Appellant's Point II alleges trial error in awarding maintenance to Respondent because (a) Respondent was awarded sufficient property, and awarded child support, to support herself; and (b) Respondent failed to prove need in that she was capable of working. The Judgment made a specific finding that Respondent lacked sufficient property and that she was unable to support herself through appropriate employment, and awarded Respondent the sum of $300.00 per month in maintenance.
On appellate review of maintenance orders, this court views the evidence favorable to the decree, disregarding evidence to the contrary and deferring to the trial court even if the evidence could support a different
A court may grant maintenance to a spouse only if it finds that the spouse seeking maintenance (1) lacks sufficient property, including marital property apportioned to the spouse, to provide his or her reasonable needs; and (2) is unable to support him or herself through appropriate employment. Section 452.335.1, RSMo.1994. See also Moritz, 844 S.W.2d at 116. The statutory considerations listed do not include "child support" as Appellant urges.
"A trial court has broad discretion in determining maintenance." Brock v. Brock, 936 S.W.2d 882, 885 (Mo.App.1997). "We will not disturb a permanent maintenance award unless the trial court abused its discretion." Id. at 886. "Maintenance can only be awarded if the requesting party cannot meet his or her reasonable needs through property or employment." Whitworth v. Whitworth, 878 S.W.2d 479, 483 (Mo.App. 1994). "Courts may consider the effects of the physical or mental condition of the spouse seeking maintenance of his capacity to work and earn ..." In re Marriage of Liljedahl, 942 S.W.2d 919, 924 (Mo.App. 1996).
Respondent was awarded no income-producing property, nor any bank account. Respondent was awarded a 1984 Volvo valued at $640.00, and household goods. According to the separation agreement, the parties had no non-marital property.
In Moritz, the court found that wife should have received maintenance because, inter alia, she was awarded non income producing property, the only marital property she was awarded was various household goods of a minimum value, and she was unable to support herself through appropriate employment "as she had not worked outside the home for over twenty years," and had health problems. 844 S.W.2d at 117. The facts in the instant case are similar. Respondent was a "military wife" for most of her years with Appellant. In this situation, it would be inequitable to ignore the years Respondent and Appellant believed they were married and during which years Respondent did not have a career but moved with Appellant to various military bases and raised their child. See In re Marriage of Sumners, 645 S.W.2d 205 (Mo.App.1983)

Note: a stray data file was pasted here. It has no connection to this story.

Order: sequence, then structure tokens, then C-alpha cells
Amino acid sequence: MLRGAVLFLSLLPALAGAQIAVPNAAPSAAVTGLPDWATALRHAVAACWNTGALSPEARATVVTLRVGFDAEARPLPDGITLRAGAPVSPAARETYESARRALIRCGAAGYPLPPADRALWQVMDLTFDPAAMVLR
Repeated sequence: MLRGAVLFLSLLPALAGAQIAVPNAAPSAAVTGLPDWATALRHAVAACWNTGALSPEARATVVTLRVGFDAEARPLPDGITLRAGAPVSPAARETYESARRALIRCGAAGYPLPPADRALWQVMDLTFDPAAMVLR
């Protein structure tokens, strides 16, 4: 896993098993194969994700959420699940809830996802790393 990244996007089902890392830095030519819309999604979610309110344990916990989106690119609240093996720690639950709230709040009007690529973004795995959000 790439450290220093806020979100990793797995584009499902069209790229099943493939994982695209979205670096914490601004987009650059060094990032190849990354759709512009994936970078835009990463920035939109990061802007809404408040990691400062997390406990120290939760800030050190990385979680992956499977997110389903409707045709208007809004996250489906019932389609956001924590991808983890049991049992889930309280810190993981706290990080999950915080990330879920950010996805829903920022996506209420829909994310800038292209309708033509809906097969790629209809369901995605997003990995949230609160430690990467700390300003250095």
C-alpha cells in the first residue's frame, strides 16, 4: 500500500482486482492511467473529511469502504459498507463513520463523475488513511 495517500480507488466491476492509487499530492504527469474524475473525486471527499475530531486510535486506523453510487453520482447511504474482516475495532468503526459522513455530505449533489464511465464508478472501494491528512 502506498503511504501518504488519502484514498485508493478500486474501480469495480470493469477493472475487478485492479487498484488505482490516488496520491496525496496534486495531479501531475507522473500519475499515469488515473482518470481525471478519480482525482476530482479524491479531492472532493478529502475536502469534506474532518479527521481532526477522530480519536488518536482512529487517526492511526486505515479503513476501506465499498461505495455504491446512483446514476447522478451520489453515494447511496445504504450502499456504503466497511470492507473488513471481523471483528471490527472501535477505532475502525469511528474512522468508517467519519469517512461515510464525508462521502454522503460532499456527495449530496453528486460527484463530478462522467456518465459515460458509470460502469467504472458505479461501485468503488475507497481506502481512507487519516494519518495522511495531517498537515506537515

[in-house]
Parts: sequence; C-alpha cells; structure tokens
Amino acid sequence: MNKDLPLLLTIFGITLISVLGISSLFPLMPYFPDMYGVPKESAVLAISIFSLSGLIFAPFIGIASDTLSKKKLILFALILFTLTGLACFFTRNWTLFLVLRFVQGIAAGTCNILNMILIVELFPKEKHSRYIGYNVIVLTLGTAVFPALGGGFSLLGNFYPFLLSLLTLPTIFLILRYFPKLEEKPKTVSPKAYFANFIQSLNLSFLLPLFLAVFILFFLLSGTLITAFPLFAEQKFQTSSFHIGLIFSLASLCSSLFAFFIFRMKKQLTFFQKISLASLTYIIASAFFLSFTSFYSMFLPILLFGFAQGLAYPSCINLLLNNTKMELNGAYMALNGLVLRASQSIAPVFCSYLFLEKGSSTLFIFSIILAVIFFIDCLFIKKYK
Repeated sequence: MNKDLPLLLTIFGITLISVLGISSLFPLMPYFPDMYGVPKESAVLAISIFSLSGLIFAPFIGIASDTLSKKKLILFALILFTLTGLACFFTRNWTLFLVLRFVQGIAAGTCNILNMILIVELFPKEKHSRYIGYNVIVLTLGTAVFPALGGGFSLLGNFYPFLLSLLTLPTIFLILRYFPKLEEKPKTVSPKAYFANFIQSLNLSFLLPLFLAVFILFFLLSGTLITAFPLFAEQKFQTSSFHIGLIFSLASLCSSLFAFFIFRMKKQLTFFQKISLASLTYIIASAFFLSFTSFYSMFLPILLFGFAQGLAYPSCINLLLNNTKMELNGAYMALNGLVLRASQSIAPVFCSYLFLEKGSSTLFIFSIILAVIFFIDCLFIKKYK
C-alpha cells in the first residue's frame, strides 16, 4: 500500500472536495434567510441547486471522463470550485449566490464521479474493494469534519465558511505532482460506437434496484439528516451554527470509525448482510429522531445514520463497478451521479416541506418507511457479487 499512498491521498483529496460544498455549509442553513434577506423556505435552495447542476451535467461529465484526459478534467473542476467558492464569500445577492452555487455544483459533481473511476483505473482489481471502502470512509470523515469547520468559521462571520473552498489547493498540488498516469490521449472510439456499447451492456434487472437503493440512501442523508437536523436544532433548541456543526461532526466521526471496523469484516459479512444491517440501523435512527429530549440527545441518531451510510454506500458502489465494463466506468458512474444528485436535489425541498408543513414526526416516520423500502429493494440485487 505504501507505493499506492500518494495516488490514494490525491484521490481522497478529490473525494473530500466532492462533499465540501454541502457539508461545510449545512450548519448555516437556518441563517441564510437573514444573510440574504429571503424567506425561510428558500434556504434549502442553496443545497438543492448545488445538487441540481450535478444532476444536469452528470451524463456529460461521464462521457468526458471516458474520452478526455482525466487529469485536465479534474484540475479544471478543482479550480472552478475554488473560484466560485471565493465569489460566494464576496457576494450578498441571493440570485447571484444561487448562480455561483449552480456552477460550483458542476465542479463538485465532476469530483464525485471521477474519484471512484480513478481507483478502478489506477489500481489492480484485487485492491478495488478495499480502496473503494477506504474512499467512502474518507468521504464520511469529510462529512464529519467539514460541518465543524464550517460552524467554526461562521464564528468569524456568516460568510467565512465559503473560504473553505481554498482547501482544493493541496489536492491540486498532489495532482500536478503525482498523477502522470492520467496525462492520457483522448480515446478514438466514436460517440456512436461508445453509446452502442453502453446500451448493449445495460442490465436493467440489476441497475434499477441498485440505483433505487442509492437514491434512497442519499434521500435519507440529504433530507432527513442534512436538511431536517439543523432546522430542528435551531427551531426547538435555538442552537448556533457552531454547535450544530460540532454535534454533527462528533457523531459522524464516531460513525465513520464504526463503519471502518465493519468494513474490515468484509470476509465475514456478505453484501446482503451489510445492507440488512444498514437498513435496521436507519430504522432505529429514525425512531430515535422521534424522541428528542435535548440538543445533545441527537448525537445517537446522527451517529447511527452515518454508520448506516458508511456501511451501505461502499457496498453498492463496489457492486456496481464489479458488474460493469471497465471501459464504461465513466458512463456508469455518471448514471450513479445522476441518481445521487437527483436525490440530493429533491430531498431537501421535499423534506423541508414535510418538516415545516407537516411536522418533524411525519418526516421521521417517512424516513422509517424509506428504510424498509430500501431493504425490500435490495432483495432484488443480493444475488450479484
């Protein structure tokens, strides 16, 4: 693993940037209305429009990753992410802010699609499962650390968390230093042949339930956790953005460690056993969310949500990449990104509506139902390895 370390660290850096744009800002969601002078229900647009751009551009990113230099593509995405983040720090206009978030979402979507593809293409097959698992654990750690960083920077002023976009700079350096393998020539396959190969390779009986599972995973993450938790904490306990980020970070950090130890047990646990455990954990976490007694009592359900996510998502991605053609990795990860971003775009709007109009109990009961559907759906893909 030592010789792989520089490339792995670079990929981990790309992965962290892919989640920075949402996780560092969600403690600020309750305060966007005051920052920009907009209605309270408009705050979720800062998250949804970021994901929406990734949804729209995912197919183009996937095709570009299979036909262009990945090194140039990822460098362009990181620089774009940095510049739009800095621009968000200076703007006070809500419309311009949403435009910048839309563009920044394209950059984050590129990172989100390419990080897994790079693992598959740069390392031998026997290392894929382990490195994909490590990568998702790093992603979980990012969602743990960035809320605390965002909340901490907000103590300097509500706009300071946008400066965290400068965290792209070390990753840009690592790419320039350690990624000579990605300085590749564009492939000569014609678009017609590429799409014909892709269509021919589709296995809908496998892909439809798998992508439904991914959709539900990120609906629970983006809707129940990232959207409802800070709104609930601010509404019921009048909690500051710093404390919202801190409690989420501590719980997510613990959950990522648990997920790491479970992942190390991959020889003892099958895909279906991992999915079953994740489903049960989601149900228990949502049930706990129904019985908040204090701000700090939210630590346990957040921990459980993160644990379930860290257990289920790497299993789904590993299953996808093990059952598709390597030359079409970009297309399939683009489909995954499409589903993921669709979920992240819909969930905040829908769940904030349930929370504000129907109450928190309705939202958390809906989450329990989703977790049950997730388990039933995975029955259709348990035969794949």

"In a marriage where a spouse relies on the other spouse for monetary support, and is out of the marketplace, thereby injuring the spouse's marketable skills, this type of reliance may warrant an award of maintenance." Brock, 936 S.W.2d at 885. In Brock, wife quit her teaching job immediately before she married husband because her job would interfere with husband's travel while playing professional baseball. Here, Respondent accommodated her husband's relocating while he was in the armed services, and this limited her ability to work.
Respondent has an eleventh grade education, and has no particular skills. She has stayed home most of the time she was with Appellant, working only sporadically as a cashier, a stocker, a maid, as a child care provider, and in an army mess hall. At the time of the trial, Respondent was working as a telemarketer earning approximately $650.00 per month. Appellant was working for the Department of Corrections earning $1,649.00 per month.
Respondent testified that she has health problems which limit her ability to perform certain types of work, especially when required to be on her feet for extended periods. Respondent attempted to work at a hospital and at a hat factory after the parties' move to Fort Leonard Wood, but could not physically perform the work. Respondent also worked for Missouri Home Health Care but quit because she was not getting enough hours.
Respondent met her burden of proof regarding her inability to meet her reasonable needs through appropriate employment. Point II is denied.
CROW and PARRISH, JJ., concur.